The financial industry has always been information centric. We collect volumes of data every day and have been told for years that “big data is the new oil.” But, few firms really know how to manage their data, let alone how to use it to increase their firm’s profitability. The vision of information flowing through an organisation, seamlessly feeding downstream systems and being harnessed for business intelligence and automation still seems a distant future to them.
But, it is not. This vision is a reality today. Unfortunately, many firms have heard the siren call of implementing data lakes or data marts only to realise they were the wrong approach. The good news is there is still time to turn away from the dangerous and costly shoals they are heading towards.
Beginning with data lakes — why are they costly and wrong? The main problem with them is that data in a data lake has no structure. For example, imagine you are building a client portal and an application to measure internal performance analytics. These require roughly the same information: holdings, transactions, accounts, security master and so on.
Financial data: an untapped resource
A data lake doesn’t give you the information to power this in an easy way. It is meaningless unless specific programs are written for each and every downstream application wishing to consume it, bit by bit. Now, let’s add CRM, reporting, goals-based financial planning, mobility, billing – in a data lake, information will not seamlessly flow to downstream systems. This data also cannot be harnessed for predictive analytics and behavioural science algorithms without costly custom programming for each and every change.
As an alternative to data lakes, firms wishing to achieve operational efficiencies have looked to implementing data marts as a solution. The original data warehouses used “data marts” which would place information in separate containers. The benefit was improved reporting over the data lake, but as everything has been siloed away with this approach, navigation between different data sets is difficult. This makes interpretation difficult.
In response, data warehouses evolved — improving navigation and business intelligence by putting data sets into smaller segments. But the user didn’t organise the data — the developer did. This resulted in data filed in ways that were not intuitive, or useful, to the end user.
Today – we’re at a new point in our data evolution. Welcome to the era of the digital warehouse.
A digital warehouse, especially in the asset management industry, is more than a database with extract, transform and load processes. It considers data coming in from different sources, in different formats, and at different times — handling it all seamlessly. The digital warehouse takes the best of what came before and adds openness and non-traditional data points such as media, documents, text, video held away and PE assets. All the information you need is all in one place.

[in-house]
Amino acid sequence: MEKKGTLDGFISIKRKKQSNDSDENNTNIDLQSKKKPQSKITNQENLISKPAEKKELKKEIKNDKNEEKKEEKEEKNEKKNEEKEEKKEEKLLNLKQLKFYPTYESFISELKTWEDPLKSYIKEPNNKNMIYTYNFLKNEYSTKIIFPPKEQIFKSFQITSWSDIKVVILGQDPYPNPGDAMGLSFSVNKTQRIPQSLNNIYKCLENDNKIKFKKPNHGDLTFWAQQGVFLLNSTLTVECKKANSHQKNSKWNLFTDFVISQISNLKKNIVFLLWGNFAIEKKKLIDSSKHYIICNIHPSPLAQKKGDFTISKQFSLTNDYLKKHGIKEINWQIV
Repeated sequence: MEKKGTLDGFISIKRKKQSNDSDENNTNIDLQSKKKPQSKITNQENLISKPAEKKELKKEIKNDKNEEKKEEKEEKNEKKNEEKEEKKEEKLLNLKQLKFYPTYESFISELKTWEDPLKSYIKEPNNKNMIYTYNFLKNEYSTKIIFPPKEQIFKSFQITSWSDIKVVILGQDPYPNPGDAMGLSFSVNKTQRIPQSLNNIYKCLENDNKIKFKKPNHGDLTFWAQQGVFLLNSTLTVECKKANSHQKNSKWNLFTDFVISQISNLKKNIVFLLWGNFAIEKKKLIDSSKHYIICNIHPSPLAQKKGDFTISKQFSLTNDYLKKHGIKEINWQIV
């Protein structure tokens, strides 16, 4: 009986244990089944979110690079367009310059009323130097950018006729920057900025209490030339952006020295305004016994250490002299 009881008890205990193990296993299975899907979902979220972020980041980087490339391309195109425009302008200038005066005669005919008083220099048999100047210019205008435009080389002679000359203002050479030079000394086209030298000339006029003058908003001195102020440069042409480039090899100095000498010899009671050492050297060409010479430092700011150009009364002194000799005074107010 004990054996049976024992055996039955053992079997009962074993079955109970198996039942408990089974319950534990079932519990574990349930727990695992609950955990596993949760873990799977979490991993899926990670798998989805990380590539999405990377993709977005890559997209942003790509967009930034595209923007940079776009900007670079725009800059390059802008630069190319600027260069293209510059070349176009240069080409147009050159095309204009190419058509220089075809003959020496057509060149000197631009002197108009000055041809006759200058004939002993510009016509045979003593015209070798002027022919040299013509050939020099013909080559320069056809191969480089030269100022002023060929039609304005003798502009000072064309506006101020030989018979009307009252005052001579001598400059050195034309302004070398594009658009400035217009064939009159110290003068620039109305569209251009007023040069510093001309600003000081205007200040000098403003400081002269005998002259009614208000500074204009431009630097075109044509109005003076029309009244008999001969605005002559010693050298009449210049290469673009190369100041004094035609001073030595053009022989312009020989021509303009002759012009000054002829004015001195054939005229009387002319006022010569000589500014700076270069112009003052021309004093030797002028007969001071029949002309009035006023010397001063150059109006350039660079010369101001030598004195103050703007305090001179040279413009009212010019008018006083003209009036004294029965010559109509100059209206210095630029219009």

This creates a single version of the truth – the ability to derive all information from one source. We all know that better information powers better decision-making — but this can only be achieved when you get the full picture.
The future of finance will rely on data science. The search for talent is on
The greatest achievement of the digital warehouse is that it transforms the financial industry into a data model. A difficult task to begin with – it was previously not possible for the older, less sophisticated data warehouses. This allows for the automation of the entire client engagement life cycle: from digital on-boarding where the collection of client data, including know-your-customer and anti-money laundering takes place, to all the information gathered through goals-based financial planning apps. It is here where any downstream application or predictive algorithm can seamlessly plug in. This is where financial firms reap the most gains in automation, allowing you to service more clients effectively.
This also effectively means that financial firms can finally ‘monetise’ and derive value from their data.
The decision to move from silo-based data management due to disparate processing engines, to a centralised digital warehouse approach is more than eliminating data redundancies, it’s about reducing costs and allowing your staff to do more with less. It reflects the awareness of the tremendous value in data and the synergies of combining and comparing data sets from different sources.
Data is the engine behind the modern financial firm. But it means nothing if you cannot derive information from it. And that means your data management system needs to provide insight, not just storage.